The market has rallied from its March lows. But it’s still highly volatile.
And with 30 million Americans out of work and unemployment claims still rising, the market’s next move will likely be down, down, down.
If you have a chunk of money tied up in stocks, this could be very scary for you.
But today, I’ll show you how to turn this “crisis” into a massive money-making opportunity…
All you have to do is add some startup investments to your portfolio.
How to Make Money in Startup Investing
When you invest in a startup, there are two main ways you can make money:
Either the startup goes public, or it gets taken over by a larger company.
But just because one of those events happens doesn’t necessarily mean you’ll make money!
You see, just like with any investment, your profits depend on buying low and selling high — in other words, your entry price and your exit price.
With stocks, your entry price is a company’s stock price, or its “market cap.”
It’s the same thing with startups, but the words are different. With startups, you look at “valuation,” which refers to the value of the entire enterprise.
But regardless of what it’s called, basic investment rules still apply:
If you pay too high of an entry price — too high of a valuation — even if the company goes IPO or gets acquired, you still might not make money!
Uber Profits? Or Uber Losses?
To show you what I mean, look at Uber Technologies (NYSE:UBER).
In 2018, in its last financing as a private startup, the company was valued at roughly $72 billion.
Today, however, it trades at a market cap of just $57 billion.
So even though investors got in while the company was still private — and a full year before the company went IPO — they still didn’t make money on Uber.
The moral of the story here is simple:
When investing in startups, you need to pay very careful attention to valuation.
And here’s why this lesson is even more important today…
When Prices Come Down, Your Profits Can Go Up!
When stock market prices come down, so do startup valuations.
To show you what I mean, look at this chart from Daniel Li at Madrona Venture Group:
It might look confusing at first, but this chart tells a very simple story:
The top chart shows the market crash of 2000. As you can from the red line, within two years, startup valuations dropped from $12 million to $5 million — more than a 50% drop.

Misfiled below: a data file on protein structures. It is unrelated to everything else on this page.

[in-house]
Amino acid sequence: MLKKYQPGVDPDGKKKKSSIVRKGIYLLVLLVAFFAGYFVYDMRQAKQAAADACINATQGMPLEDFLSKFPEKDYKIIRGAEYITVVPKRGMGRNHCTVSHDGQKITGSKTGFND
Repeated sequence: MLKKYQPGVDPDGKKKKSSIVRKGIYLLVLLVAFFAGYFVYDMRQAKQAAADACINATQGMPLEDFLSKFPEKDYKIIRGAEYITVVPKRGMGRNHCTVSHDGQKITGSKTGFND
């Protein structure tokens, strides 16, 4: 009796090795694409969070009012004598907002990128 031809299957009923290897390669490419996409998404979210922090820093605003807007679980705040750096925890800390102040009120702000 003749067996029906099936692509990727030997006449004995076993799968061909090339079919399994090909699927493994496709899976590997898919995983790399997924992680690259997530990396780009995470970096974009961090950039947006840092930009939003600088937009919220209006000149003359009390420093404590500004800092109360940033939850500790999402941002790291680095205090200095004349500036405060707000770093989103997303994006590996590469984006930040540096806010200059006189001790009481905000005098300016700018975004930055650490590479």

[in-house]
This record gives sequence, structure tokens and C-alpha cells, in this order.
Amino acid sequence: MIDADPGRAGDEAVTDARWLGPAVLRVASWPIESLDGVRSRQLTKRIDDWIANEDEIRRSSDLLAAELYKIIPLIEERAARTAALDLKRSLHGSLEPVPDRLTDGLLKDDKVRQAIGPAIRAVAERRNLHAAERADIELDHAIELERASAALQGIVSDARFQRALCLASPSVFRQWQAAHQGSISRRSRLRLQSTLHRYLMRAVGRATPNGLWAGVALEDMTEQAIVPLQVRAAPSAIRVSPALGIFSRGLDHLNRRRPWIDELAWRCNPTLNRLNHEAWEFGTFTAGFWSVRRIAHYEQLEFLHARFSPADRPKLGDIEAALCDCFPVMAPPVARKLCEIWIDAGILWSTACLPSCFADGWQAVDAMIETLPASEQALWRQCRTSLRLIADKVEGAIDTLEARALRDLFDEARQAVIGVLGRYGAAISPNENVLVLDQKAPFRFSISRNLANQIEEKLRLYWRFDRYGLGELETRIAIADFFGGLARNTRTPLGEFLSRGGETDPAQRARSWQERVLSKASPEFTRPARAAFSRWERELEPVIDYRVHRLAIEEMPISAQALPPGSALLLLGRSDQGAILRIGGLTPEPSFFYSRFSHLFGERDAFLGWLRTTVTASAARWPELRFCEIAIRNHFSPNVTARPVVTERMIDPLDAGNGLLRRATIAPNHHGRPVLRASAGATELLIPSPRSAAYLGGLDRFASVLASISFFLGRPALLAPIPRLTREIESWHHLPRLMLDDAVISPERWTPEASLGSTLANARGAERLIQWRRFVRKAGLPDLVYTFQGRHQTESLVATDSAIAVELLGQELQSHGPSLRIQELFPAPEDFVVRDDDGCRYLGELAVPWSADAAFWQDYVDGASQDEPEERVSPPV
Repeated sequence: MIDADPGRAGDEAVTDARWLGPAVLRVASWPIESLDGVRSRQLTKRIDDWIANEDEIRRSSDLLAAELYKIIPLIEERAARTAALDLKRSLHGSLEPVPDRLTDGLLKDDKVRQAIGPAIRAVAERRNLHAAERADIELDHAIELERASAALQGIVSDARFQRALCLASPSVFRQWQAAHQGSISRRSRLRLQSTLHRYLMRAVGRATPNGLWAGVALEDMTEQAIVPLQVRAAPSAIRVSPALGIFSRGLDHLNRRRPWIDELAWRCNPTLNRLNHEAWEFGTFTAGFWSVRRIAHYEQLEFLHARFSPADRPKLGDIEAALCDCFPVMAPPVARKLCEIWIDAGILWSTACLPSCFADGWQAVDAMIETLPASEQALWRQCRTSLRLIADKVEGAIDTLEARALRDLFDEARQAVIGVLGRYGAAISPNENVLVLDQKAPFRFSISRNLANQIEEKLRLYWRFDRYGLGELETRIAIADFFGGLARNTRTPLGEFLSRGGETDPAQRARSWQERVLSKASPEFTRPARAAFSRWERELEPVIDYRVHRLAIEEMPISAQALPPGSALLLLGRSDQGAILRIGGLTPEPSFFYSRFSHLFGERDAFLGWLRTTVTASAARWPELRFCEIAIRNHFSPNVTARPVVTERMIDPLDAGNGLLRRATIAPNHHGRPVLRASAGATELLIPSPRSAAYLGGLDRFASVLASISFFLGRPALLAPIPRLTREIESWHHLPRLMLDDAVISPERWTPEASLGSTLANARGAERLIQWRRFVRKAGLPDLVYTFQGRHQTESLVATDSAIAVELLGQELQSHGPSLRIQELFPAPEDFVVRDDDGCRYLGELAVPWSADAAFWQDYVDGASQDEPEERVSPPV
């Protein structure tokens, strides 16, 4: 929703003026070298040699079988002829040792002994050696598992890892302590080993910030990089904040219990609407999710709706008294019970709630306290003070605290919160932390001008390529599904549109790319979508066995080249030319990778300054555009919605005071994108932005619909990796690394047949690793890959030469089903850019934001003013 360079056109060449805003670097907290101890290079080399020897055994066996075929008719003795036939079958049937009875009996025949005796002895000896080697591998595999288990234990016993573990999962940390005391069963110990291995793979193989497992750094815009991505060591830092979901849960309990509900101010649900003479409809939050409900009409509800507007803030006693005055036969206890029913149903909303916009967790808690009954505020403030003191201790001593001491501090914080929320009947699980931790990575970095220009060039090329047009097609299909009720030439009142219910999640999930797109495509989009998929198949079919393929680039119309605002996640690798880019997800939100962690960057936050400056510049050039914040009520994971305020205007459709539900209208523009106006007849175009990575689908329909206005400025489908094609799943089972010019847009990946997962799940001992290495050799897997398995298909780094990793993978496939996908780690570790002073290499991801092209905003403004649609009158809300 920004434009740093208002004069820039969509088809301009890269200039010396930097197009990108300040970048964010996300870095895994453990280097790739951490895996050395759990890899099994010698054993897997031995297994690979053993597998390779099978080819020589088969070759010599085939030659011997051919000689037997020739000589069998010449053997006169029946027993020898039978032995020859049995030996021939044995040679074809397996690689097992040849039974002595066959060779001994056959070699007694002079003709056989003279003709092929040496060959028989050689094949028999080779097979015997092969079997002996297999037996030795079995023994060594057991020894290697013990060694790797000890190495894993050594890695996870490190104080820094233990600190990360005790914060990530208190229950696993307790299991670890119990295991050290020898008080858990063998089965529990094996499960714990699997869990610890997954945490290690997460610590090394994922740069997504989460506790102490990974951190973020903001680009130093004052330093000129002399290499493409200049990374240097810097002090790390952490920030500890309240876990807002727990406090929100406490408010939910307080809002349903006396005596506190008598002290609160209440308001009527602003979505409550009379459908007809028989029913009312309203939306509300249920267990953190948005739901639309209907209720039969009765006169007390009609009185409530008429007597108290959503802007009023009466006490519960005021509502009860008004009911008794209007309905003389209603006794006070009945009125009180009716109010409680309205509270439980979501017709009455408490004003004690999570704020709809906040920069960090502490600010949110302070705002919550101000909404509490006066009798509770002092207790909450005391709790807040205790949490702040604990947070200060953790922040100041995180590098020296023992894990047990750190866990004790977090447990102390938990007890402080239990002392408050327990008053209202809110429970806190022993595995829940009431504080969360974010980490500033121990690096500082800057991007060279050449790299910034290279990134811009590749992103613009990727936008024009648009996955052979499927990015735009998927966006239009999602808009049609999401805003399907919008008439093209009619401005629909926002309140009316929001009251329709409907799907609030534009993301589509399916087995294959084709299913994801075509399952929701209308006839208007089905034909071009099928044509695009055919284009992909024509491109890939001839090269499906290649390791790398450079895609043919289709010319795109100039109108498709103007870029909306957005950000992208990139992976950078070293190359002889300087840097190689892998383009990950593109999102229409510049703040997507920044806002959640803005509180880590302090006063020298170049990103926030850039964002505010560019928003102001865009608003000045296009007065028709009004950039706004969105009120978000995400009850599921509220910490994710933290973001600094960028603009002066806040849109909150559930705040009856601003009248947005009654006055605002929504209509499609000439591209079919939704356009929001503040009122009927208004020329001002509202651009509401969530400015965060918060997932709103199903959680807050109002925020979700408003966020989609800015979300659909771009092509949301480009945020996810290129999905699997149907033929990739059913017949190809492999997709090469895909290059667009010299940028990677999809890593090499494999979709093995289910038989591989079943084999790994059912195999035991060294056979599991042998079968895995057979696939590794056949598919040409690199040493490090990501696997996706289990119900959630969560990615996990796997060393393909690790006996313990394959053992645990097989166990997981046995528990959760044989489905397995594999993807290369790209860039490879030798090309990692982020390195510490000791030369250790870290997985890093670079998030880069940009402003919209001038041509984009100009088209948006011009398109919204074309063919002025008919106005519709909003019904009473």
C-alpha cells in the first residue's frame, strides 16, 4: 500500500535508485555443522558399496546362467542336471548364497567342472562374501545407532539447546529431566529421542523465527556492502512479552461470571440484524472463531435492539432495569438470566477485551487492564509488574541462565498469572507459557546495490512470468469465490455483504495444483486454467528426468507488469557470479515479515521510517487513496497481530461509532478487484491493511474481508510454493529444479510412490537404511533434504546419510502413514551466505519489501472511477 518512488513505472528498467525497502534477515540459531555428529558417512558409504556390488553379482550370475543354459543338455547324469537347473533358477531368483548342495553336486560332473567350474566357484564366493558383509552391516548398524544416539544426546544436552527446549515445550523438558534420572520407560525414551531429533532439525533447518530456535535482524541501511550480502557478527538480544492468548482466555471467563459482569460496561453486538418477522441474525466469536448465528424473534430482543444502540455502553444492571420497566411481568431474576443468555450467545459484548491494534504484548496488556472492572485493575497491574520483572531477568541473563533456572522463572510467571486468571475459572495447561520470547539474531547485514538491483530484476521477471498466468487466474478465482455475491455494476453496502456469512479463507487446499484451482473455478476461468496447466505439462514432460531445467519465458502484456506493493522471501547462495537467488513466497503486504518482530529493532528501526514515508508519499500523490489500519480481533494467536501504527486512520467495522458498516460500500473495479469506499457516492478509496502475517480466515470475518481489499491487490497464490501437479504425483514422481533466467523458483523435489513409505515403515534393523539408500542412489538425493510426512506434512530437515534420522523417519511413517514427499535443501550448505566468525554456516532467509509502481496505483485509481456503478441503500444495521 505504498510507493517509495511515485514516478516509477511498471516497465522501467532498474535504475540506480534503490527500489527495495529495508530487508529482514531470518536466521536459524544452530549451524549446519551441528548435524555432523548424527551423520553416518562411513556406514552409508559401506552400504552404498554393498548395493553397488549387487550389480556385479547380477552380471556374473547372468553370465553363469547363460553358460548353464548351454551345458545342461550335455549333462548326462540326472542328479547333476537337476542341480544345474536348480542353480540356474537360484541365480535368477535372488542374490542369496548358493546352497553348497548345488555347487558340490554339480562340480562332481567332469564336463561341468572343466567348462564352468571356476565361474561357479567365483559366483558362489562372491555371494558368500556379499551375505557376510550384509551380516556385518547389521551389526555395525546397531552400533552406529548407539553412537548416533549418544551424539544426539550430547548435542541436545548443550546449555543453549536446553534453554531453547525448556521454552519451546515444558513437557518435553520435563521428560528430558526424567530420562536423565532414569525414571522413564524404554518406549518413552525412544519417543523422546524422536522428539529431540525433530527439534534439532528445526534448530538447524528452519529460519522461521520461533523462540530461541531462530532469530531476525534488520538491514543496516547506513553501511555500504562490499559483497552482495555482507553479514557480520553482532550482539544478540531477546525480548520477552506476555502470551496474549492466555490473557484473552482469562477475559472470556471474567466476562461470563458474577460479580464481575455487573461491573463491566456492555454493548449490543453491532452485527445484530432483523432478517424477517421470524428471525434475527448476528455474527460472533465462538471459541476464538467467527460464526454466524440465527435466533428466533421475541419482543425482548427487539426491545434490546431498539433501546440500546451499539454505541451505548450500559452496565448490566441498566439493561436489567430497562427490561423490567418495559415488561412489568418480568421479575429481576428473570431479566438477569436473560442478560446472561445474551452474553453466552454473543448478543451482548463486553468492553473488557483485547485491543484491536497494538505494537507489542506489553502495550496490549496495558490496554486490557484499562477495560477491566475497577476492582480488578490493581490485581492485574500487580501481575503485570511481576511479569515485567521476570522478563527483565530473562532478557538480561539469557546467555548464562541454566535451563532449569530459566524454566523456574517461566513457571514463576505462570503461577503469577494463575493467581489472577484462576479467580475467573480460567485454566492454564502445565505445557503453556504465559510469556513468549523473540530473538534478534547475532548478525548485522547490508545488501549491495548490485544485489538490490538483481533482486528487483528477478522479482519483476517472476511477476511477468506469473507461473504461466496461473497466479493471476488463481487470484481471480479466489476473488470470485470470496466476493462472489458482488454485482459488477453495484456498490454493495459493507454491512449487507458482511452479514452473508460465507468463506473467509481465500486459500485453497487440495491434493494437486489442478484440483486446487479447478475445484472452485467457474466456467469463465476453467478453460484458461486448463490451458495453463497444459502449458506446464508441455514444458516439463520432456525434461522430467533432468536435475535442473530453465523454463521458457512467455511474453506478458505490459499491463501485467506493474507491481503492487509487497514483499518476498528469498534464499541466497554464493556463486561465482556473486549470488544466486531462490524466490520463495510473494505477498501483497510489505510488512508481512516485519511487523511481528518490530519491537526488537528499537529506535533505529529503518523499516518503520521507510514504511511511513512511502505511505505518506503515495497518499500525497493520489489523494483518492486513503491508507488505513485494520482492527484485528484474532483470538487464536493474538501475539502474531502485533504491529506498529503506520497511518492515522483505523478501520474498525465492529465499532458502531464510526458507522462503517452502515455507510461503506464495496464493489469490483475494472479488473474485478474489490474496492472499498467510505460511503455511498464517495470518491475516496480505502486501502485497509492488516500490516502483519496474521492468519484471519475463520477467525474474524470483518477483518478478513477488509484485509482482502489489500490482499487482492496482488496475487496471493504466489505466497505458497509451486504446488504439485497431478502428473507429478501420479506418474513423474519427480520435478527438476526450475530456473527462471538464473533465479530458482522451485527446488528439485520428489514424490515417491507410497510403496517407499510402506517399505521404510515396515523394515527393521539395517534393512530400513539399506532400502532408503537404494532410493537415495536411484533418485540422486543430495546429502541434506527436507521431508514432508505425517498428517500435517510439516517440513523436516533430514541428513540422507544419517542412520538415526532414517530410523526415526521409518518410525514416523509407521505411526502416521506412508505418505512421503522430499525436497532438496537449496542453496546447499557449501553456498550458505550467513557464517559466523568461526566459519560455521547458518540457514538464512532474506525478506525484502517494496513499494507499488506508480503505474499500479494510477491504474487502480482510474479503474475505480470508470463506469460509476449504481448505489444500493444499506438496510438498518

And the bottom chart tells the same story for the crash of 2008 — but this time, startup valuations dropped 50% in just one year.
So if our current forecasts are accurate and the stock market drops again…
Once again, startup valuations will drop again.
Now let me explain why this could mean more money for you.
By the Numbers
When you make a startup investment, you set a profit target.
Most venture capitalists and angel investors target a 10x profit target — that’s a 1,000% return.
Furthermore, most investors recognize that if a startup is successful, it’s more likely to get acquired than to go IPO.
Well, according to PricewaterhouseCoopers and Thomson Reuters, most technology acquisitions take place below $100 million…
And the majority of those acquisitions take place under $50 million.
So, to give yourself the highest probability of making 10x your money, you should invest at valuations of $5 million or less!
More Chances to Make 1,000%
Over the past few years, valuations for startups have gone through the roof.
According to data from Wing Venture Capital, in 2019, the average valuation for an early-stage startup was more than $10 million.
That’s more than double the valuation you should be targeting as an entry price!
But if startup valuations drop by 50%, like they have during previous downtowns, you’ll have many more chances to earn at least 1,000% on your money!
If you’d like to learn more basic lessons like this about startup investing, check out the free collection of Resources we created for all of our readers »